The game is played with a rubber ball called an ulama and depending on the region can either be played like soccer were a ball must go into a ground goal or like basketball were the ball must go through a stone “hoop” mounted above the playing court. Like the game itself, the courts vary in size and structure as well; from the very small courts found through-out small Mexican villages to the huge courts found at places such as Chichen-Itza. The size and scale of the game and court had an impact on exactly what type of game was going to be played. Much like in modern sports in areas were equipment is rare, the players had to make do with any substitutes they could find. This appears to be exactly the case with the Mesoamerican ballgame, and is a likely reason as to the variations of the game. In the more rural areas the game is played much lower to the ground and the ball is kicked or struck with the lower body more. In the more urban areas where materials and equipment is readily available the game is played higher up on the body, and decorative protective masks are sometimes worn.
JFK, LBJ, Watergate and the NBA Commish. |
There are many strange connections in history and politics, but maybe none as strange as how an eventual NBA commissioner would play a role in bringing down a president. Before David Stern’s monarchial grasp on the office there was Larry O’Brien. A Massachusetts native of Irish decent born in the birthplace of basketball, Springfield, Massachusetts.
Before he became the commissioner of the NBA, O’Brien had been one of the most successful political strategist in American politics. He had a natural talent for politics and got his very first campaigning job when he was 11 years old in 1928. O’Brien slowly moved through the ranks of the Democratic party until in 1952 a young Massachusetts war hero approached him about leading his campaign for Senator; that young mans name was John Fitzgerald Kennedy.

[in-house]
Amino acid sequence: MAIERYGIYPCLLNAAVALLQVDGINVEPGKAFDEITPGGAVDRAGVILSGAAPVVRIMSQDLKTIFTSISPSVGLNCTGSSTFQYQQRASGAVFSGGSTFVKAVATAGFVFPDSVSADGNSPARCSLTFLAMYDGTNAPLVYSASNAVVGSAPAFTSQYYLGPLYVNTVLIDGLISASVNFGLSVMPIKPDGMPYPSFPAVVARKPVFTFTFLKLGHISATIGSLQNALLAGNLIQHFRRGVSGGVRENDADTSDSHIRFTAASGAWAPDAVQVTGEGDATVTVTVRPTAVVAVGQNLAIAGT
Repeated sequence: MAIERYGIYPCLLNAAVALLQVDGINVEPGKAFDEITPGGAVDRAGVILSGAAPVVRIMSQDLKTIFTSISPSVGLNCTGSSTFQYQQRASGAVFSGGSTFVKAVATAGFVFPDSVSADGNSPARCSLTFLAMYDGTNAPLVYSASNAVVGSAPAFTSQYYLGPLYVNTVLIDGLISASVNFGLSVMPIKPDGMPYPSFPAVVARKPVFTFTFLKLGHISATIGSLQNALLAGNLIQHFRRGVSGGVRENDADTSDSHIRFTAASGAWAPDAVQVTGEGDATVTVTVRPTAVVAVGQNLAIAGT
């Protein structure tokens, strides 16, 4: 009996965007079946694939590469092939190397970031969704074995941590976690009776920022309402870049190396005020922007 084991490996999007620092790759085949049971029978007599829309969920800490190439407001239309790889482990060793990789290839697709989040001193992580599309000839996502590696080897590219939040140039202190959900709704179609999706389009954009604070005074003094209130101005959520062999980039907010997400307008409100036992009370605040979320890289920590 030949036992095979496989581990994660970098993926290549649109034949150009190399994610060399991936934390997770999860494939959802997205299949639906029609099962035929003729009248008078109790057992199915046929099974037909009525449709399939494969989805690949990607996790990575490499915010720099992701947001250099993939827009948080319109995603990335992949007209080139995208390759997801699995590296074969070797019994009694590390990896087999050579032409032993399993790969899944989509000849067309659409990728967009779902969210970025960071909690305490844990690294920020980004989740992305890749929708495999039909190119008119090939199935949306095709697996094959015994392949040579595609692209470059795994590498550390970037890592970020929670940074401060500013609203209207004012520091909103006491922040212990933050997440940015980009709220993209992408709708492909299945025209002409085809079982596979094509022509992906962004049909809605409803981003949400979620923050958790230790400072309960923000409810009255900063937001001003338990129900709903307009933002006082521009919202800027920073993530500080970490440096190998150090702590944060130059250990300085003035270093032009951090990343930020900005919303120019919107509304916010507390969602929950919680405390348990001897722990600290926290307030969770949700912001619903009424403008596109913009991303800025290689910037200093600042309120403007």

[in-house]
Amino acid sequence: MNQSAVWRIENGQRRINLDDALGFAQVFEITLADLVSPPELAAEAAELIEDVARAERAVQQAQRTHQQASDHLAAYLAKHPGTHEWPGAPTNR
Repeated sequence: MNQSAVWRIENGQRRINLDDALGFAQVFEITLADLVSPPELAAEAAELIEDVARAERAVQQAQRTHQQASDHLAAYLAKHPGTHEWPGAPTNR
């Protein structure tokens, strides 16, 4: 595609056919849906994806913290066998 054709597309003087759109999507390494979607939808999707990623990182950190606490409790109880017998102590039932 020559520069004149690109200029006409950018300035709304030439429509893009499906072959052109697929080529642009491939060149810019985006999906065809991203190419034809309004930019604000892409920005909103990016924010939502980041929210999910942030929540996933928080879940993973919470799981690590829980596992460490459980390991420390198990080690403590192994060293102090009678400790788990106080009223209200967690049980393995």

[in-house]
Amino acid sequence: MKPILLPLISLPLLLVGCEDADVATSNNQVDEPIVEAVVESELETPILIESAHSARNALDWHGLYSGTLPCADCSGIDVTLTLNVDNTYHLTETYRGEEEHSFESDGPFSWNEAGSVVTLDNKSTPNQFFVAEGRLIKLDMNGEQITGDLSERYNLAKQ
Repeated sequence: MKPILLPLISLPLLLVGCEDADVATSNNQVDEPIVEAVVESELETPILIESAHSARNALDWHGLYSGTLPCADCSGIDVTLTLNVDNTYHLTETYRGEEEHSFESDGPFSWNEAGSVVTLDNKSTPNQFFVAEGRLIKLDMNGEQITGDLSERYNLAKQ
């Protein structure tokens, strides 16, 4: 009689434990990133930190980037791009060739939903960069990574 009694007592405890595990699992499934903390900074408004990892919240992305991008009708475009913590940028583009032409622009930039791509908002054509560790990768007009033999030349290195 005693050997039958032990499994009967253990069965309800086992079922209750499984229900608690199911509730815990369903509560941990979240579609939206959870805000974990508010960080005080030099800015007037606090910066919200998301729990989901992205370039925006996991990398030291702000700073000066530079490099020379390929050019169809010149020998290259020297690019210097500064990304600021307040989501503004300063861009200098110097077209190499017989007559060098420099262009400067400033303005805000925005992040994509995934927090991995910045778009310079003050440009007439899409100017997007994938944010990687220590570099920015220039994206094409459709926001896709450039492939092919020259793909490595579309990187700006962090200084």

O’Brien did such a successful job on Kennedy’s election campaign that in 1959, when the Senator was running for president, he asked O’Brien to be in charge of his election campaign. After Kennedy won the 1960 presidential election O’Brien became a special assistant to the president.
Top 10 PFs of the 1990s|
Team Name History
The NBA and Watergate
Early Stars of Basketball
History of the Slam Dunk
Jazz Draft First Female Player
Most Improtant Rule Changes
History of Basketball IV
History of basketball: Part IX
History of the Basketball: Part II
History of Basketball: Part I
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Was Michael Jordan the best player to ever play? some people dont think so, read this compelling argument to weather or not Jordan is the greatest to ever play.
Or Maybe you think Wilt Chamberlin is the greatest ever?
Wilt Chamberlin Files
Maurice Podoloff......... 1946–63 President
Walter Kennedy........... 1963–67 President
Walter Kennedy........... 1967-75 Commissioner
Larry O'Brien............ 1975–84 Commissioner
David Stern.............. 1984–14 Commissioner
Adam Silver.............. 2014- Commissioner